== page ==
Critics disagree with the government's justifications for introducing the GRC scheme, noting that the proportion of minority MPs per GRC has decreased with the advent of five-member and six-member GRCs. By having teams of candidates standing for election for GRCs helmed by senior politicians, the ruling People's Action Party
People's Action Party
The People's Action Party is the leading political party in Singapore. It has been the city-state's ruling political party since 1959....

 has also used GRCs as a means for bringing first-time candidates into Parliament. Moreover, the GRC scheme is also said to disadvantage opposition parties because it is more difficult for them to find enough candidates to contest GRCs. Furthermore, it is said that the GRC scheme means that electors have unequal voting power, weakens the relationship between electors and MPs, and entrenches racialism in Singapore politics
Politics of Singapore
The politics of Singapore takes the form of a parliamentary republic whereby the President of Singapore is the head of state, the Prime Minister of Singapore is the head of government, and of a multi-party system. Executive power is exercised by the cabinet. Cabinet has the general direction and...

.

Introduction of the scheme


There are two types of electoral division or constituency
Constituencies of Singapore
Constituencies in Singapore are electoral divisions which may be represented by single or multiple seats in the Parliament of Singapore. Constituencies are classified as either single member or group representation constituencies...

 in Singapore
Singapore
Singapore , officially the Republic of Singapore, is a Southeast Asian city-state off the southern tip of the Malay Peninsula, north of the equator. An island country made up of 63 islands, it is separated from Malaysia by the Straits of Johor to its north and from Indonesia's Riau Islands by the...

: the Single Member Constituency (SMC) and the Group Representation Constituency (GRC). In a GRC, a number of candidates comes together to stand for elections
Parliamentary elections in Singapore
Parliamentary elections in Singapore must be held within three months after five years have elapsed from the date of the first sitting of a particular Parliament of Singapore. However, in most cases Parliament is dissolved and a general election called at the behest of the Prime Minister before the...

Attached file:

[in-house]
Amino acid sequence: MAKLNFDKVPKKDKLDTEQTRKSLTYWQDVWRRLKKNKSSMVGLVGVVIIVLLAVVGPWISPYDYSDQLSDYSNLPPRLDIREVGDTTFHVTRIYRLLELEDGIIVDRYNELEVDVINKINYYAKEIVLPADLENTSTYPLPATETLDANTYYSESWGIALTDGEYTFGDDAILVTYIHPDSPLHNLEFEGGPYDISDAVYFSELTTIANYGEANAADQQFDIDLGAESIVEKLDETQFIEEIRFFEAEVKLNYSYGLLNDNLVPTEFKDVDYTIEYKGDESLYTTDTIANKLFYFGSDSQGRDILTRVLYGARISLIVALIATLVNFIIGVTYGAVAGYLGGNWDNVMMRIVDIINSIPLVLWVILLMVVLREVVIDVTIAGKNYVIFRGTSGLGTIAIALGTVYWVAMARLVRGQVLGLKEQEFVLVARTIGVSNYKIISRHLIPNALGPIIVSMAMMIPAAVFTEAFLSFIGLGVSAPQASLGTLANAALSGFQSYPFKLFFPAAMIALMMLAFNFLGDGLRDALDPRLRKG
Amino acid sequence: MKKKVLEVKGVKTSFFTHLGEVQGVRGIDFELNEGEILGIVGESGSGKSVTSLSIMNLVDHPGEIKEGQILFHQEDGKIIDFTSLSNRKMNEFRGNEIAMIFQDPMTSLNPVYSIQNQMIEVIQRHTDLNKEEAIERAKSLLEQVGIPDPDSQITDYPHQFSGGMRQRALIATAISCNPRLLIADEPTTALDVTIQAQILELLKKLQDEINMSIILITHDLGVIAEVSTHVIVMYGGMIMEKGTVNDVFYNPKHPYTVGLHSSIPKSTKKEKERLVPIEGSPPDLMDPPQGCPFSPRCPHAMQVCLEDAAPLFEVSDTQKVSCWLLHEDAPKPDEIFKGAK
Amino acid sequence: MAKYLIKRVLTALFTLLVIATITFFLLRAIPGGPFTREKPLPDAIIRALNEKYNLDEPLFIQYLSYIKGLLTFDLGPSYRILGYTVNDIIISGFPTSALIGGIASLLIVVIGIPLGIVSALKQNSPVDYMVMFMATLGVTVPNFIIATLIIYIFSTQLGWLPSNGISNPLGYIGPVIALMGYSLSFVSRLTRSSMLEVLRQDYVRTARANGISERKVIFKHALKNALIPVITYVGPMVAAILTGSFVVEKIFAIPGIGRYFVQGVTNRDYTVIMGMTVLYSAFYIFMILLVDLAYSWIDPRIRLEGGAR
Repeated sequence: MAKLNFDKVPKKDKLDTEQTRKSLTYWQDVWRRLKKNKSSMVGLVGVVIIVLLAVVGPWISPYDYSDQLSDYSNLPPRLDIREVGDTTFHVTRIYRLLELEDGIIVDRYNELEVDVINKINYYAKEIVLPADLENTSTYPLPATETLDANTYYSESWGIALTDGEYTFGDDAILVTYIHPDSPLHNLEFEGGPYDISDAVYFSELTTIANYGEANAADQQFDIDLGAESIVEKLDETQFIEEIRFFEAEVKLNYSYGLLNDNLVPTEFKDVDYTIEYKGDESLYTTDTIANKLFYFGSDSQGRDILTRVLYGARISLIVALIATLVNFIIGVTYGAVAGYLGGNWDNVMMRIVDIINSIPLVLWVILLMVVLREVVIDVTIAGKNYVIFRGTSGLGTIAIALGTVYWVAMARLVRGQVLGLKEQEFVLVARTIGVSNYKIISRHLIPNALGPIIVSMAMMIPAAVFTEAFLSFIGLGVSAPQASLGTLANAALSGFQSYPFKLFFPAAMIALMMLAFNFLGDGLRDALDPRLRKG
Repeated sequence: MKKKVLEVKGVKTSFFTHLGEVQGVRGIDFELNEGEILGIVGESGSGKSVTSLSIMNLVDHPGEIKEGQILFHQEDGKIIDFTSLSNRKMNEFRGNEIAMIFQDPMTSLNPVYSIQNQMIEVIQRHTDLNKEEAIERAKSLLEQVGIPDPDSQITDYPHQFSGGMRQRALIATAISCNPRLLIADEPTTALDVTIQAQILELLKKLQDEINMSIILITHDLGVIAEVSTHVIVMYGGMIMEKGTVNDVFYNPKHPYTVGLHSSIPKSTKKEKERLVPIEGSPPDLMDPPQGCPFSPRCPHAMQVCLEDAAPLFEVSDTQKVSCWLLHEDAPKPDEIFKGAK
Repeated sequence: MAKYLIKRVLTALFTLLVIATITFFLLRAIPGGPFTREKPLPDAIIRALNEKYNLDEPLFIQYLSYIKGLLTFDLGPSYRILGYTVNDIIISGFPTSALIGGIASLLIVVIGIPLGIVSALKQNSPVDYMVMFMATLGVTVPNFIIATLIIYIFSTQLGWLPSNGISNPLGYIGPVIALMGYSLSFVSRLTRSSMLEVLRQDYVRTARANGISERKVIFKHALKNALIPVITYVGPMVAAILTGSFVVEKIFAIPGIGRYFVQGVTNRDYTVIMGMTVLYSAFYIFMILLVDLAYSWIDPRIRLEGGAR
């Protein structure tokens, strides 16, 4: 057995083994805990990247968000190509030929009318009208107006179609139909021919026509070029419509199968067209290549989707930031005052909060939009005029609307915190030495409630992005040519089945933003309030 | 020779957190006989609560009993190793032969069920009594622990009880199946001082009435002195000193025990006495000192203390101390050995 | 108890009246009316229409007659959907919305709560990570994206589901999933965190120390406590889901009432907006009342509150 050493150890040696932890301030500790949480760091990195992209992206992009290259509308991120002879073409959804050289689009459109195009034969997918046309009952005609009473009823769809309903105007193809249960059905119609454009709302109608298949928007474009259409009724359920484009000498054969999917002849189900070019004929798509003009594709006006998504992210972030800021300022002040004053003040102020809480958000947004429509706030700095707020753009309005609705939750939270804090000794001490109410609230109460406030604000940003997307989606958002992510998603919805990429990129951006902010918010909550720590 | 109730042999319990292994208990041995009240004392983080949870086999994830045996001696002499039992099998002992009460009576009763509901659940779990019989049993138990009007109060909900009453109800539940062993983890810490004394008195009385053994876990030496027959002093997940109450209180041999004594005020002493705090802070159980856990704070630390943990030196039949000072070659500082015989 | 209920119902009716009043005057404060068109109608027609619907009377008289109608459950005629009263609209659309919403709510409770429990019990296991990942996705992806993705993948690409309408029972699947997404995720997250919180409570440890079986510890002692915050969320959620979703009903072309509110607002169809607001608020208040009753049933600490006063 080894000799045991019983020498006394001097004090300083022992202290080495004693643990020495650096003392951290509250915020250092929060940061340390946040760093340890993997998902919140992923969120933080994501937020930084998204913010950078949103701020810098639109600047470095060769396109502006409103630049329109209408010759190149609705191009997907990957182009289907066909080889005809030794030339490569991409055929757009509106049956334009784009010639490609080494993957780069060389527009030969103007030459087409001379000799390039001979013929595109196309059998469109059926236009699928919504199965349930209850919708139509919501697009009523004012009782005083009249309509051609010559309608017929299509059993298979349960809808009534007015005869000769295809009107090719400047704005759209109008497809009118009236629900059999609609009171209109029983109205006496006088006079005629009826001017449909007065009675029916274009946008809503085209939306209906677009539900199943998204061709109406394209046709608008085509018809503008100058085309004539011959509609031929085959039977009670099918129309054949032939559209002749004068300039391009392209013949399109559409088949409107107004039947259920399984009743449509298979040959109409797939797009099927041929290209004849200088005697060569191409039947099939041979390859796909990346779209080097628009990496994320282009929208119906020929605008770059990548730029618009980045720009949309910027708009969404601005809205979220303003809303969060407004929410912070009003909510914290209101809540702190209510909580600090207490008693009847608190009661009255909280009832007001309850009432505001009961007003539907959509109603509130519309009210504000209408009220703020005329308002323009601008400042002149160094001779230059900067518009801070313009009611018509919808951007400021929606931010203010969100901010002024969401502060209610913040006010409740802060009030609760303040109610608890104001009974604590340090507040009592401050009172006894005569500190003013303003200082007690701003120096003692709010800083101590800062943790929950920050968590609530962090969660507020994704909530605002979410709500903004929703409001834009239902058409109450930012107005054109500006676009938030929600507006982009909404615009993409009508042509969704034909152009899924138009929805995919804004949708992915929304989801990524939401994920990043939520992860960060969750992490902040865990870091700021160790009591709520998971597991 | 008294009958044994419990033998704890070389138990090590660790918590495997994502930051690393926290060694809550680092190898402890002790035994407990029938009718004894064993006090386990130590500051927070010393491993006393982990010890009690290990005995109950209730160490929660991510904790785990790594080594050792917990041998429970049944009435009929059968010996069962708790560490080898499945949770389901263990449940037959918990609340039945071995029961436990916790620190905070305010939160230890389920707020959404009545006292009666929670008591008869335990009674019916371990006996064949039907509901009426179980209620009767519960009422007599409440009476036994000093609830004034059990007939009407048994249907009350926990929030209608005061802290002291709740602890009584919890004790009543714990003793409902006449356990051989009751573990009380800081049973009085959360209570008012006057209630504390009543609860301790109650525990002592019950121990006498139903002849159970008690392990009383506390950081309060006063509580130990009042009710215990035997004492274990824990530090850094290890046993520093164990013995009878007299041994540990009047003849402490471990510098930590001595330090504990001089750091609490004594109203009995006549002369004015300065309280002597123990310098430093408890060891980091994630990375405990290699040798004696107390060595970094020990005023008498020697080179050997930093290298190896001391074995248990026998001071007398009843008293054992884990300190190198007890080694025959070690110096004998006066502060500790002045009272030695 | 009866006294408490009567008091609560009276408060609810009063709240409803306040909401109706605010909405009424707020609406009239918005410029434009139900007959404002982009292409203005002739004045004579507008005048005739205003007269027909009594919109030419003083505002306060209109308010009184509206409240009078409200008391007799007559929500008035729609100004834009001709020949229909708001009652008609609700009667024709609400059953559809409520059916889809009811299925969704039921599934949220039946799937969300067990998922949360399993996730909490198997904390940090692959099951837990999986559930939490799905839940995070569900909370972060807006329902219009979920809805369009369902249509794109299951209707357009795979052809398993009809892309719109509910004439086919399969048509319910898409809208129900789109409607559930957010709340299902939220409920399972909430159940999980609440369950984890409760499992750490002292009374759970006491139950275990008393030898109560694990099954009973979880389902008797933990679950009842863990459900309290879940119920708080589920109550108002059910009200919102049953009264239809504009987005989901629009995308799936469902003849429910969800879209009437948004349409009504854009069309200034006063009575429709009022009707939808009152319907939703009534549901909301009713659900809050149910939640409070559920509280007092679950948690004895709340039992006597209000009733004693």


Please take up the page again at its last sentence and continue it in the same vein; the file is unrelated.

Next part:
to Parliament
Parliament of Singapore
The Parliament of the Republic of Singapore and the President jointly make up the legislature of Singapore. Parliament is unicameral and is made up of Members of Parliament who are elected, as well as Non-constituency Members of Parliament and Nominated Members of Parliament who are appointed...

 as a group. Each voter of a GRC casts a ballot for a team of candidates, and not for individual candidates. The GRC scheme was brought into existence on 1 June 1988 by the Constitution of the Republic of Singapore (Amendment) Act 1988 and the Parliamentary Elections (Amendment) Act 1988.
The original stated purpose of GRCs was to guarantee a minimum representation of minorities in Parliament and ensure that there would always be a multiracial
Multiracialism
Multiracialism is a concept or ideology that promotes a society composed of various races, while accepting and respecting different cultural backgrounds...

 Parliament instead of one made up of a single race. Speaking in Parliament during the debate on whether GRCs should be introduced, First Deputy Prime Minister and Minister for Defence
Ministry of Defence (Singapore)
The Ministry of Defence is a ministry of the Government of Singapore entrusted with overseeing the national defence needs of the Republic of Singapore. It is the headquarters of the Singapore Armed Forces...

 Goh Chok Tong
Goh Chok Tong
Goh Chok Tong is the Senior Minister of Singapore and the chairman of the central bank of Singapore, the Monetary Authority of Singapore. He also served as the second Prime Minister of the Republic of Singapore from 28 November 1990 to 12 August 2004, succeeding Lee Kuan Yew, the former Prime...

 said he had first discussed the necessity of ensuring the multiracial nature of Parliament with Prime Minister
Prime Minister of Singapore
The Prime Minister of the Republic of Singapore is the head of the government of the Republic of Singapore. The President of Singapore appoints as Prime Minister a Member of Parliament who, in his opinion, is most likely to command the confidence of a majority of MPs.The office of Prime Minister...

 Lee Kuan Yew
Lee Kuan Yew
Lee Kuan Yew, GCMG, CH is a Singaporean statesman. He was the first Prime Minister of the Republic of Singapore, governing for three decades...

 in July 1982. Then, Lee had expressed concern about the voting patterns of younger Singaporeans, who appeared to be apathetic to the need of having a racially balanced slate of candidates. He was also worried about more Singaporeans voting along racial lines, which would lead to a lack of minority representation in Parliament.